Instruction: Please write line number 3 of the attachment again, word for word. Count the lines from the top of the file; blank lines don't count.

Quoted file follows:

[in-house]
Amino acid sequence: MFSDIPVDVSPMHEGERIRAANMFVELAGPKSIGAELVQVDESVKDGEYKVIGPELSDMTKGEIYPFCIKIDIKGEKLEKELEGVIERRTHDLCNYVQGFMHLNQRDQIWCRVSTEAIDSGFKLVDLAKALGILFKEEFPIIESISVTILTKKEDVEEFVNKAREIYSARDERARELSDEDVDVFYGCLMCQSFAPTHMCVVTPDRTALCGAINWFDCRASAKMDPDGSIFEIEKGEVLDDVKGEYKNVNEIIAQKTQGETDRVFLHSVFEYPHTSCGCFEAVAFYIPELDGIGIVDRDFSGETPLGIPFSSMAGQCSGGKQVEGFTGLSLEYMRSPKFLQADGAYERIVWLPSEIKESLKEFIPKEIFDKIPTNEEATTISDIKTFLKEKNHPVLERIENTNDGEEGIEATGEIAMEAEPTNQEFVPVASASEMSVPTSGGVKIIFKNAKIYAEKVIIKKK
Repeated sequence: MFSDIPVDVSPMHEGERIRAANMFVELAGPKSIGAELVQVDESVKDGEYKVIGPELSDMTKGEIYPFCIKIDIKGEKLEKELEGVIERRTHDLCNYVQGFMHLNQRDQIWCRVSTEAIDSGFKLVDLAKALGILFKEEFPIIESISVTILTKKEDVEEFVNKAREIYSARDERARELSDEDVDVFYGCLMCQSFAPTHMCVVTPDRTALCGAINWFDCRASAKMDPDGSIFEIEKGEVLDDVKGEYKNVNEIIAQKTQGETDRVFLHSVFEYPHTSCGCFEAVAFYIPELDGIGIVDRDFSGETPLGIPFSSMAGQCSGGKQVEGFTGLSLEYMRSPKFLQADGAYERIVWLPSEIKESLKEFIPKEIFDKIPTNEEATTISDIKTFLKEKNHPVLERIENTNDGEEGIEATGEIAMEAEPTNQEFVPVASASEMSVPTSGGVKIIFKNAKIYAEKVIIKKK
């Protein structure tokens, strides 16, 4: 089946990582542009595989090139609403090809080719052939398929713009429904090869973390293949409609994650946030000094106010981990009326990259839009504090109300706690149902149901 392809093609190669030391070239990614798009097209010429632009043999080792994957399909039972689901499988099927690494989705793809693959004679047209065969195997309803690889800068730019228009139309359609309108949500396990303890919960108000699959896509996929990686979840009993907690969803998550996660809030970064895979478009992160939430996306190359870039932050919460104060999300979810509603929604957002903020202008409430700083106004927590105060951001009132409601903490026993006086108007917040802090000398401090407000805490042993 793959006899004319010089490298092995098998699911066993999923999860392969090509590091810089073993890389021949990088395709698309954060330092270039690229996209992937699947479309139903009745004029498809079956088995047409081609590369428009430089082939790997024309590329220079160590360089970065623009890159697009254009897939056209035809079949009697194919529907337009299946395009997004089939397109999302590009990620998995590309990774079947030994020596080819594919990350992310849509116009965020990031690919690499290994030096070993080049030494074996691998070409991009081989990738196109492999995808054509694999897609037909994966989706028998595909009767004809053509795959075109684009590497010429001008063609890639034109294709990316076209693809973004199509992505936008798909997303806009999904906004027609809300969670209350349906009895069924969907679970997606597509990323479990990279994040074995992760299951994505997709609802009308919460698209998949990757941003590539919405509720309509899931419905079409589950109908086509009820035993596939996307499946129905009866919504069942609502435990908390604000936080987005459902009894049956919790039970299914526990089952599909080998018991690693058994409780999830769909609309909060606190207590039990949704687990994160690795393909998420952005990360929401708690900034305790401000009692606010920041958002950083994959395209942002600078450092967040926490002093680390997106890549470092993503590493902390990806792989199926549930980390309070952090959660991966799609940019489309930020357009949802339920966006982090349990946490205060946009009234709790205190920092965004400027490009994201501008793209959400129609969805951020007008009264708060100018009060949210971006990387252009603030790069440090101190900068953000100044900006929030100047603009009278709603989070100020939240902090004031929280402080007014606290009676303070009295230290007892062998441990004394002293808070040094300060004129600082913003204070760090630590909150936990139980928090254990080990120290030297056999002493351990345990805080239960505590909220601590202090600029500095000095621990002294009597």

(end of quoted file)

Repeated sequence: MFSDIPVDVSPMHEGERIRAANMFVELAGPKSIGAELVQVDESVKDGEYKVIGPELSDMTKGEIYPFCIKIDIKGEKLEKELEGVIERRTHDLCNYVQGFMHLNQRDQIWCRVSTEAIDSGFKLVDLAKALGILFKEEFPIIESISVTILTKKEDVEEFVNKAREIYSARDERARELSDEDVDVFYGCLMCQSFAPTHMCVVTPDRTALCGAINWFDCRASAKMDPDGSIFEIEKGEVLDDVKGEYKNVNEIIAQKTQGETDRVFLHSVFEYPHTSCGCFEAVAFYIPELDGIGIVDRDFSGETPLGIPFSSMAGQCSGGKQVEGFTGLSLEYMRSPKFLQADGAYERIVWLPSEIKESLKEFIPKEIFDKIPTNEEATTISDIKTFLKEKNHPVLERIENTNDGEEGIEATGEIAMEAEPTNQEFVPVASASEMSVPTSGGVKIIFKNAKIYAEKVIIKKK